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Renewed Oil Wealth: Getting it Right This Time?,” Survival: Global Politics and Strategy, 50:6, 129-150,
www.brookings.edu/research/articles/2008/12/gulf-oil-maloney] E. Liu
Whatever their rationale, the consequence of these investment patterns is that the impact of the oil boom extends beyond
the oil-rich states to other Middle Eastern countries. Intra-Arab investment tripled between 2000 and 2005, and at least 11%
of Gulf foreign investment since 2002 has remained within the region, particularly North Africa.17 ‘Gulf investors are
going very big on North Africa,’ one hedge-fund manager told a reporter recently.18 The numbers may still be paltry
relative to the overall flow of revenues gushing into the Gulf, but for the recipients, the newfound regional interest can have
a decisive impact, particularly for economies still transitioning away from the heavy hand of state control. The United Arab
Emirates invested $3bn during 2007 in Egypt alone – a country whose stock market now draws 30% of its investors from
the Gulf – and has made commitments to Morocco in the range of one-third of the country’s GDP. Overall, Gulf
investments in the Arab world could reach $750bn by 2020, which would represent a quadrupling compared to the past five
years.19 Having examined the fast-rising Gulf interest in local financial products, where private regional investors now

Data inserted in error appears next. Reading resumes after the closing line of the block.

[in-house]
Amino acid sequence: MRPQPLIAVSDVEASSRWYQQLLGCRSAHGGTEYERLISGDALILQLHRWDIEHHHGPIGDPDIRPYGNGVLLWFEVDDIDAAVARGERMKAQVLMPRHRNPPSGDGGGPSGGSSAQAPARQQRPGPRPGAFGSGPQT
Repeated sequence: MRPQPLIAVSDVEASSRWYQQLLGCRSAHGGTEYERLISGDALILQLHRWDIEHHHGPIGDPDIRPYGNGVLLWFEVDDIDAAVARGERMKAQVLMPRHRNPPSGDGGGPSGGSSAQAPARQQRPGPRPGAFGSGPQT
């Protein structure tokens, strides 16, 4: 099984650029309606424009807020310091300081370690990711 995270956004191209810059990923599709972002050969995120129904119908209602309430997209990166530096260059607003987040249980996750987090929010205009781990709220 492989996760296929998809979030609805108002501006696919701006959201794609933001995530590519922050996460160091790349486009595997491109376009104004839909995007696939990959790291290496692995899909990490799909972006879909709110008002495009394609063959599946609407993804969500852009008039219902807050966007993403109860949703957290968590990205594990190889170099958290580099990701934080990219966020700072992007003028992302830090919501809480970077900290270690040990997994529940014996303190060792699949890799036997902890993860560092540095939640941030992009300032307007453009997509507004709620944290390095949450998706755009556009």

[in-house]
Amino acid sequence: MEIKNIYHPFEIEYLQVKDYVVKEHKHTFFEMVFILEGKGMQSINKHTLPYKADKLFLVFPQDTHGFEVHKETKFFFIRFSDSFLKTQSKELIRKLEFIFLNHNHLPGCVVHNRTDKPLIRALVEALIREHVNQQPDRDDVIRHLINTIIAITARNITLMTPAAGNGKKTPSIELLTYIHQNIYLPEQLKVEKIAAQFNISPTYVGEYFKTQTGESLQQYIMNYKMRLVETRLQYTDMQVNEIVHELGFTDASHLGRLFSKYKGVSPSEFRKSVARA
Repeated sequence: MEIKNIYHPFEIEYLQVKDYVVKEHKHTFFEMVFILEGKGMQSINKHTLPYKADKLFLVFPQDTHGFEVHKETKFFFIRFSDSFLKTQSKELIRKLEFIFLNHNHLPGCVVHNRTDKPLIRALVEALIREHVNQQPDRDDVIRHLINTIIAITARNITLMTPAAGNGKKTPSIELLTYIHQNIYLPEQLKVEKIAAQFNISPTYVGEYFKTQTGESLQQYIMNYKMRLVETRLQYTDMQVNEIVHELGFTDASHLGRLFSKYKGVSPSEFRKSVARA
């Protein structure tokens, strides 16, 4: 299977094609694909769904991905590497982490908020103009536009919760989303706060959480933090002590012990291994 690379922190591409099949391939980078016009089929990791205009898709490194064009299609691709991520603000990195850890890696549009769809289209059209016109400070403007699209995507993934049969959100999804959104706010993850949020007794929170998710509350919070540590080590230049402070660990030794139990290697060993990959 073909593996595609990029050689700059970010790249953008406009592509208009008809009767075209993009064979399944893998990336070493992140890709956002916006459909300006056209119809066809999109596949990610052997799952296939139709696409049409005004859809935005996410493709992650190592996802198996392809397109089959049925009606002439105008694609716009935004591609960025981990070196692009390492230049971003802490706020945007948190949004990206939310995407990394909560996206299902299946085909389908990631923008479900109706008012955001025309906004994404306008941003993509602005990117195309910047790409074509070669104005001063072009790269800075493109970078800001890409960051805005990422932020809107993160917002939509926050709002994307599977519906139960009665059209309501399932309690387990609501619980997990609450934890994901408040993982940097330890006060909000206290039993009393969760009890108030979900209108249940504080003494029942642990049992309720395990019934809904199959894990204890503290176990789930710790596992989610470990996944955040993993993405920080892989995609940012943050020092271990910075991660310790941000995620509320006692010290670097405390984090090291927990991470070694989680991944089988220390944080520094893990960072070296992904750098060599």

park at least one-quarter of their portfolios (as opposed to 15% in 2002), one consulting firm has suggested that this
investment is creating ‘a virtuous development cycle’ that can strengthen and mature local capital markets.20 One can
reasonably extend this conclusion to the broader economic vitality of the region, since the multiplicity of alternatives
available to the Gulf will minimise their tolerance for any business opportunities seen to suffer from a poor investment
climate. Growing interest in intra-regional investment also holds out the prospect of not simply facilitating further
privatisation and economic liberalisation across the region, but also mitigating at least some of its festering conflicts.
Although the wealthy Middle Eastern states are rightly criticised for their stingy support to the Palestinians,21 Gulf wealth
has played a significant role in rebuilding Lebanon after its civil war and helping to stabilise the government and the
economy in the aftermath of the 2006 conflict with Israel and ensuing internal crises. 98 Oil DDW 2012 1 Transition causes power decline of oil-exporters – Causes instability
Blanchette Deputy Chief Engineer for Army Programs at the Software Engineering, 08
Stephen Blanchette Jr., Deputy Chief Engineer for Army Programs at the Software Engineering, 08, [“A hydrogen economy and its
impact on the world as we know it,” Energy Policy 36 (2008) 522–530, ideas.repec.org/a/eee/enepol/v36y2008i2p522-530.html] E.
That investment could be funded through higher oil prices: As already discussed, there would be some period between now
and the advent of a hydrogen economy...
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This note was uploaded on 01/30/2013 for the course ECON 101 taught by Professor Burke during the Spring '13 term at Southern Arkansas University.
- Spring '13
- The American, Saudi Arabia, Peak oil, Nuclear weapon, Oil prices